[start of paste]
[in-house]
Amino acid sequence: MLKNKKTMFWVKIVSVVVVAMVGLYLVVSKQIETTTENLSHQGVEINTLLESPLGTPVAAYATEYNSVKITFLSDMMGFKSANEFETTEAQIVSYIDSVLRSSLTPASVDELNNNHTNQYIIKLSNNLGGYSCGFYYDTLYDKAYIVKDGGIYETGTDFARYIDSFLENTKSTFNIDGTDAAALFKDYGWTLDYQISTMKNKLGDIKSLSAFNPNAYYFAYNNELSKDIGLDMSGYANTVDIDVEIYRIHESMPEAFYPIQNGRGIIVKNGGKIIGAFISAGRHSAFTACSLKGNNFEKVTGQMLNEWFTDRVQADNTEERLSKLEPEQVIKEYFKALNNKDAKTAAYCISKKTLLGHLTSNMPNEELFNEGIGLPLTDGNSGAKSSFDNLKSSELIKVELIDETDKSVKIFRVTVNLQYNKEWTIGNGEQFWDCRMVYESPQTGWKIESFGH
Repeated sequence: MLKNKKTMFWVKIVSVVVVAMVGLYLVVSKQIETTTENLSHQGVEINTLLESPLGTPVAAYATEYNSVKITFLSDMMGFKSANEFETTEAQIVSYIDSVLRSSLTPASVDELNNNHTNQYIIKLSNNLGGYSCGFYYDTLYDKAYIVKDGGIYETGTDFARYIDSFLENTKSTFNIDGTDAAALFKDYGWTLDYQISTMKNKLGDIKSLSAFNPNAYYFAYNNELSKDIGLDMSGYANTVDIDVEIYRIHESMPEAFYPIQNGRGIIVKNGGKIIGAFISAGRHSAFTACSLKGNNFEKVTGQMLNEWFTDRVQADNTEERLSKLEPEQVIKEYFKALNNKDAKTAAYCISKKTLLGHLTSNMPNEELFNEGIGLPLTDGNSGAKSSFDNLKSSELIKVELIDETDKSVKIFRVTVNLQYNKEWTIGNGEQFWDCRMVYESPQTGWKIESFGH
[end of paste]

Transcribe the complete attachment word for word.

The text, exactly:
[in-house]
Amino acid sequence: MLKNKKTMFWVKIVSVVVVAMVGLYLVVSKQIETTTENLSHQGVEINTLLESPLGTPVAAYATEYNSVKITFLSDMMGFKSANEFETTEAQIVSYIDSVLRSSLTPASVDELNNNHTNQYIIKLSNNLGGYSCGFYYDTLYDKAYIVKDGGIYETGTDFARYIDSFLENTKSTFNIDGTDAAALFKDYGWTLDYQISTMKNKLGDIKSLSAFNPNAYYFAYNNELSKDIGLDMSGYANTVDIDVEIYRIHESMPEAFYPIQNGRGIIVKNGGKIIGAFISAGRHSAFTACSLKGNNFEKVTGQMLNEWFTDRVQADNTEERLSKLEPEQVIKEYFKALNNKDAKTAAYCISKKTLLGHLTSNMPNEELFNEGIGLPLTDGNSGAKSSFDNLKSSELIKVELIDETDKSVKIFRVTVNLQYNKEWTIGNGEQFWDCRMVYESPQTGWKIESFGH
Repeated sequence: MLKNKKTMFWVKIVSVVVVAMVGLYLVVSKQIETTTENLSHQGVEINTLLESPLGTPVAAYATEYNSVKITFLSDMMGFKSANEFETTEAQIVSYIDSVLRSSLTPASVDELNNNHTNQYIIKLSNNLGGYSCGFYYDTLYDKAYIVKDGGIYETGTDFARYIDSFLENTKSTFNIDGTDAAALFKDYGWTLDYQISTMKNKLGDIKSLSAFNPNAYYFAYNNELSKDIGLDMSGYANTVDIDVEIYRIHESMPEAFYPIQNGRGIIVKNGGKIIGAFISAGRHSAFTACSLKGNNFEKVTGQMLNEWFTDRVQADNTEERLSKLEPEQVIKEYFKALNNKDAKTAAYCISKKTLLGHLTSNMPNEELFNEGIGLPLTDGNSGAKSSFDNLKSSELIKVELIDETDKSVKIFRVTVNLQYNKEWTIGNGEQFWDCRMVYESPQTGWKIESFGH